Based on its past commercial success in Greece, the Russian air defense display was equally impressive, including the mobile, long-range Antey-2500 and S-300PMU2 Favorit, medium-range Buk-M1-2, and short-range Tor-M1 with its modular version, and the new Pantsir-S1 air defense gun/missile system which recently won its first order, from the UAE. Also on display was the Polyana-D4M1, an automated command and control system, providing battle management integrating various types of air defense systems under a unified command and control network.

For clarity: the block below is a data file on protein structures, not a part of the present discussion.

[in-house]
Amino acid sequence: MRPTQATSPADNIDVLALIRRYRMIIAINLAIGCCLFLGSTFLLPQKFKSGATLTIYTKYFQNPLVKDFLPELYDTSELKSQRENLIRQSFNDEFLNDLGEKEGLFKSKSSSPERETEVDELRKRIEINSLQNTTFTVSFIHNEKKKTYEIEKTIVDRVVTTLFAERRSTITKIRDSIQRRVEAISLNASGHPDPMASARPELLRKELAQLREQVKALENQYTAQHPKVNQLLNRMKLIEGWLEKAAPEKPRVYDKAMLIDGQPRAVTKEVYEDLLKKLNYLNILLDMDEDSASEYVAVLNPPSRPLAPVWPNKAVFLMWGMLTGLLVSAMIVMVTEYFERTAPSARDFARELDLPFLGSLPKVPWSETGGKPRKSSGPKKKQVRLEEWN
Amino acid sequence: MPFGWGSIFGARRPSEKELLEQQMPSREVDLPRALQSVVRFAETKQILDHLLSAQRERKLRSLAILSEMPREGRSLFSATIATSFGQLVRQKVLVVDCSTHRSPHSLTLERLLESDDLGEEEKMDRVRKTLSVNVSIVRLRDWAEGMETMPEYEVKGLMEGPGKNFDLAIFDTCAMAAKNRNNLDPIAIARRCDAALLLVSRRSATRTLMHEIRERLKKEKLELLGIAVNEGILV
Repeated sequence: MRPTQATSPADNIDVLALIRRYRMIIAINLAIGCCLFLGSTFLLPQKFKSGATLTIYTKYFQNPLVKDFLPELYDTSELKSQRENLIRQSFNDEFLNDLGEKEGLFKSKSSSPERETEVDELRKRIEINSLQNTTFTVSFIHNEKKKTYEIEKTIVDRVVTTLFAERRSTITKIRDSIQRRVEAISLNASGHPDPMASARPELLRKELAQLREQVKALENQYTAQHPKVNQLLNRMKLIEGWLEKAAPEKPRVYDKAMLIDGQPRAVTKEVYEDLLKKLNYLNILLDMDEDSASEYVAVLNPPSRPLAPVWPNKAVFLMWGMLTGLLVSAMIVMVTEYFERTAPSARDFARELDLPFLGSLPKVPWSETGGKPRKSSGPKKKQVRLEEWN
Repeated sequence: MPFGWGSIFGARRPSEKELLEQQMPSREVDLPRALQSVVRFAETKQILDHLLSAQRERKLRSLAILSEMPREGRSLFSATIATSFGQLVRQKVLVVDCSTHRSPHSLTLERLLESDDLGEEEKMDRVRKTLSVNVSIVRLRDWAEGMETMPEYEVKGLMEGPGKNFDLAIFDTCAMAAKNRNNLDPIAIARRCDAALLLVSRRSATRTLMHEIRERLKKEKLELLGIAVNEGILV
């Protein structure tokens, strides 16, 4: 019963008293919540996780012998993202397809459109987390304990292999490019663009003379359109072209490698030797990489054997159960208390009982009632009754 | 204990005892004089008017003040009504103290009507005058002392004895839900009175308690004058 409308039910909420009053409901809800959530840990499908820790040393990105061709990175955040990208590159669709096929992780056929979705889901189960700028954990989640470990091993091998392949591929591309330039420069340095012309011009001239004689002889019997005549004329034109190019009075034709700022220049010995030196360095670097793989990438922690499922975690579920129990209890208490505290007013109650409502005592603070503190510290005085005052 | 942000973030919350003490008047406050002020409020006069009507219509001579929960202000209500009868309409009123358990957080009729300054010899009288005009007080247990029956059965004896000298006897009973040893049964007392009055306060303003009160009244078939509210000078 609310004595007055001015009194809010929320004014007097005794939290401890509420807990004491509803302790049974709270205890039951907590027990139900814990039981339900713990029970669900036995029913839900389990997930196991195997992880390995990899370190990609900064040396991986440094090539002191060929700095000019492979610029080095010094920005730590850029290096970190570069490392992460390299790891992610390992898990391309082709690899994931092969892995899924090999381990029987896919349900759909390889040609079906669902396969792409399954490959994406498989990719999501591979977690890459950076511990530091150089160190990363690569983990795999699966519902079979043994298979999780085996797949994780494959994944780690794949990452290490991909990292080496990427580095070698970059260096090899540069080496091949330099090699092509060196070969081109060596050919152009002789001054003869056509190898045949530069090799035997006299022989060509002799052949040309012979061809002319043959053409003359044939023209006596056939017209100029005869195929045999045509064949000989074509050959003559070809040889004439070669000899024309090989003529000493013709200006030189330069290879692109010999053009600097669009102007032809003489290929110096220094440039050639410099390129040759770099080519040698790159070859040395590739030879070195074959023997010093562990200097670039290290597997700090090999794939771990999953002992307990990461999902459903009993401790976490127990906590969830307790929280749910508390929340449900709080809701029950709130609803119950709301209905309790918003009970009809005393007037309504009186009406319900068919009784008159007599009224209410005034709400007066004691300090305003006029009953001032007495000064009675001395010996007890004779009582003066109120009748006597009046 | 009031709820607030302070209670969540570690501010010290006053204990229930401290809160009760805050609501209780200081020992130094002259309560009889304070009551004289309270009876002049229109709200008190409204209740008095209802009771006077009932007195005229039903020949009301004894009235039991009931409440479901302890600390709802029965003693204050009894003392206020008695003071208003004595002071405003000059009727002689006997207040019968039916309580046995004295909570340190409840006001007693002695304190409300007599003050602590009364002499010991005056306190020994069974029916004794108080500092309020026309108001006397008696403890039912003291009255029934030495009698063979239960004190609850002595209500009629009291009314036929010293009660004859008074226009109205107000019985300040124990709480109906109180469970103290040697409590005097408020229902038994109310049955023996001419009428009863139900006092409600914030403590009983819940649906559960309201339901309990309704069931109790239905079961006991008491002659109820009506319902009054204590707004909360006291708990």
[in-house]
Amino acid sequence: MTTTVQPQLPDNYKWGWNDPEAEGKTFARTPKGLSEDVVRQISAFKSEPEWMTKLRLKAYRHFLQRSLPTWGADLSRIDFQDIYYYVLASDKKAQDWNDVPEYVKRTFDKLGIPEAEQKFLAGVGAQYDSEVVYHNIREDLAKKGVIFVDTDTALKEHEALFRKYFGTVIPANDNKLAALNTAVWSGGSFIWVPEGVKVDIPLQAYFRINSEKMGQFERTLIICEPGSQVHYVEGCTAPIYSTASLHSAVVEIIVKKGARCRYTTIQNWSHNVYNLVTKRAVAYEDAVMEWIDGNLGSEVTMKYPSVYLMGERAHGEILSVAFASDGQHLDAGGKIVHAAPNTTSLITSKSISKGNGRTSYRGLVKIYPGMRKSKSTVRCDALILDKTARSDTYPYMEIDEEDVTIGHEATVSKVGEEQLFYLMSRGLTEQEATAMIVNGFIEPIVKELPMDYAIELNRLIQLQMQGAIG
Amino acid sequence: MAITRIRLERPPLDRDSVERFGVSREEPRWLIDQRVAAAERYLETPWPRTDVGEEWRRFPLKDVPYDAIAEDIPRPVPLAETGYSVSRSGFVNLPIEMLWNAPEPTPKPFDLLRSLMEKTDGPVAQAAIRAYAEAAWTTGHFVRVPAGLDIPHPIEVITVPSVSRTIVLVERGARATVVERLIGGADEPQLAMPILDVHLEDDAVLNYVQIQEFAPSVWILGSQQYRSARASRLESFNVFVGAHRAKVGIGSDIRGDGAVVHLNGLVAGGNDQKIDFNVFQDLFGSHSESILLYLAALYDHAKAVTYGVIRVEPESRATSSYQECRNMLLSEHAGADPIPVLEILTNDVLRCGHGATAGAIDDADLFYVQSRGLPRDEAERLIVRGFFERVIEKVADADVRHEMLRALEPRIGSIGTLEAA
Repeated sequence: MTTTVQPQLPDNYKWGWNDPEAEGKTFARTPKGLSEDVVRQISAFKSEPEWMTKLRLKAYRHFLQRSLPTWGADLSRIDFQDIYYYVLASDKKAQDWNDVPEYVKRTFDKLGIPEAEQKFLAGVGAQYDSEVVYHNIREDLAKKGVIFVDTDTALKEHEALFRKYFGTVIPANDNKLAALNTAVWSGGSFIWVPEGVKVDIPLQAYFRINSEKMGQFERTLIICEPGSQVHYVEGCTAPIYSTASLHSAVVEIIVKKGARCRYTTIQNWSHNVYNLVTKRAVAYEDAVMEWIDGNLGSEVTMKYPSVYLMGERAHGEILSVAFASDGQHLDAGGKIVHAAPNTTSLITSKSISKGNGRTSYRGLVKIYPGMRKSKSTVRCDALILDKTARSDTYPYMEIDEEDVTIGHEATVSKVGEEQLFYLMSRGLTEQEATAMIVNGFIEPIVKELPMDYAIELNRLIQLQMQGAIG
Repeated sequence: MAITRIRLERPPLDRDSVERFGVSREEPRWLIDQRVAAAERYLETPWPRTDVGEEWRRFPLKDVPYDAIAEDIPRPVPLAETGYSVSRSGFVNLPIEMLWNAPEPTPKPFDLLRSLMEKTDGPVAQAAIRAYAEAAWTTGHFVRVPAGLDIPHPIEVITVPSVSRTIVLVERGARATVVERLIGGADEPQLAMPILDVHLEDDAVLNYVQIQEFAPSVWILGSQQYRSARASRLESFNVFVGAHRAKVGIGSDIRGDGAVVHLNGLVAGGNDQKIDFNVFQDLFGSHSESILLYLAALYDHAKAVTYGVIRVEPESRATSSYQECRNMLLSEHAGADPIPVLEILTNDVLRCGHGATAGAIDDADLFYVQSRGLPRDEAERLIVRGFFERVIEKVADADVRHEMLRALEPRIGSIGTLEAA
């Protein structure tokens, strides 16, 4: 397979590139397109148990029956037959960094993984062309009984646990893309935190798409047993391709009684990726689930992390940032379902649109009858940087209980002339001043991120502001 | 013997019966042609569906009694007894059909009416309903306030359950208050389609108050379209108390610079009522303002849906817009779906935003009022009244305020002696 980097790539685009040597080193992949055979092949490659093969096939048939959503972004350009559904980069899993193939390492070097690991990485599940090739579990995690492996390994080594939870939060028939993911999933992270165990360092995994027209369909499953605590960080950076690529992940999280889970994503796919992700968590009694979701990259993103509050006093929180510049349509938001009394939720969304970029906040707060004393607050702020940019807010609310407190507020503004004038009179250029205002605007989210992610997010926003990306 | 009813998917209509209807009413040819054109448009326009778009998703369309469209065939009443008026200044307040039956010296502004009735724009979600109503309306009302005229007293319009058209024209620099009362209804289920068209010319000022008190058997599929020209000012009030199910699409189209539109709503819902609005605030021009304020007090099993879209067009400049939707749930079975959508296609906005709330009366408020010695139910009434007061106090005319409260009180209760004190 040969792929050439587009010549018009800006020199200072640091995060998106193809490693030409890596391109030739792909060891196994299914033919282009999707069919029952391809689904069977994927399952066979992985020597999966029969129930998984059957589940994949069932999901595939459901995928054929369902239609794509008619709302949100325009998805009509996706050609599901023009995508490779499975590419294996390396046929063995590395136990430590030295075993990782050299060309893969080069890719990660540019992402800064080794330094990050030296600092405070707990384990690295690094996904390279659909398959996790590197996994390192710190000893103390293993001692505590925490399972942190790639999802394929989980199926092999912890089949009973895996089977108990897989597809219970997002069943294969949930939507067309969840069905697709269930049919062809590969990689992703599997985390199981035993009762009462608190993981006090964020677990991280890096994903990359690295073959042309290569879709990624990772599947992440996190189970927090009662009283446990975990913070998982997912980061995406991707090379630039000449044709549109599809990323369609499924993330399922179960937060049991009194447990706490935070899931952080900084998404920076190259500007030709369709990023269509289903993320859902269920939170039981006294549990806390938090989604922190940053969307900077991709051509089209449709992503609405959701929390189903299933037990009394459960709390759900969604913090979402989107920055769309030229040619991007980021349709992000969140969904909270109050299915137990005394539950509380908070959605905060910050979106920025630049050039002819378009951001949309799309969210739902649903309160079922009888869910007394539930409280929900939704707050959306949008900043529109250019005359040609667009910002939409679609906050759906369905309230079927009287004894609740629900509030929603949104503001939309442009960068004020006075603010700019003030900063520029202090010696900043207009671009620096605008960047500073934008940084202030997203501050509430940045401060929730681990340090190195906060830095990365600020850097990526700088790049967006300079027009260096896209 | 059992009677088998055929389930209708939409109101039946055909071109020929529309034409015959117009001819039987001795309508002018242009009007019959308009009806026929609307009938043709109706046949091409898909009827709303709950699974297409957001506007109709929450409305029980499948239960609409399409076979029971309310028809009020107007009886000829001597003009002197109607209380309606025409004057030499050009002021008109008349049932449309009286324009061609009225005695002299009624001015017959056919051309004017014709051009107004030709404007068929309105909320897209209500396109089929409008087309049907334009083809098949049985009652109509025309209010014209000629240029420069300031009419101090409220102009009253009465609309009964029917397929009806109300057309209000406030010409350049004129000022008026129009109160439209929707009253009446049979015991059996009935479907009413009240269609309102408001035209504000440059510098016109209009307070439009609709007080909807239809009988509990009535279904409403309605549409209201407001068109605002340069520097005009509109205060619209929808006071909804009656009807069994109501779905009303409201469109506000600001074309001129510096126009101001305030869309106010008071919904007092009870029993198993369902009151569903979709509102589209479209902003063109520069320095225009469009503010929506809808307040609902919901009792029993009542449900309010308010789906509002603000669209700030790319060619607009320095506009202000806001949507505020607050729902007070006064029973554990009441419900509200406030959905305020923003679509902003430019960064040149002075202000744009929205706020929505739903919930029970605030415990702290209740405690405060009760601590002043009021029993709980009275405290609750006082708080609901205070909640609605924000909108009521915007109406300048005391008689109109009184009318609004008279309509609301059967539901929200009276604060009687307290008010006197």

Following the success of Tor M1 in international markets, Russia is now promoting its companion system, Buk-M1-2 medium-range air defense missile system, which is considered to be the follow-on to the ubiquitous SA-6 Gadfly. According to the manufacturer, BUk M1-2 is capable of defeating, strategic and tactical aircraft, helicopters and cruise missiles, as well as tactical ballistic, anti-radiation and air-launched missiles. The system is claimed to be resistant to electronic countermeasures and anti-radiation attack weapons. Capitalizing on the popularity of the SA-3 system, a remnant of the arms proliferation strategy of the Soviet era, Moscow is now marketing an upgrade program for the Pechora (SA-3) system.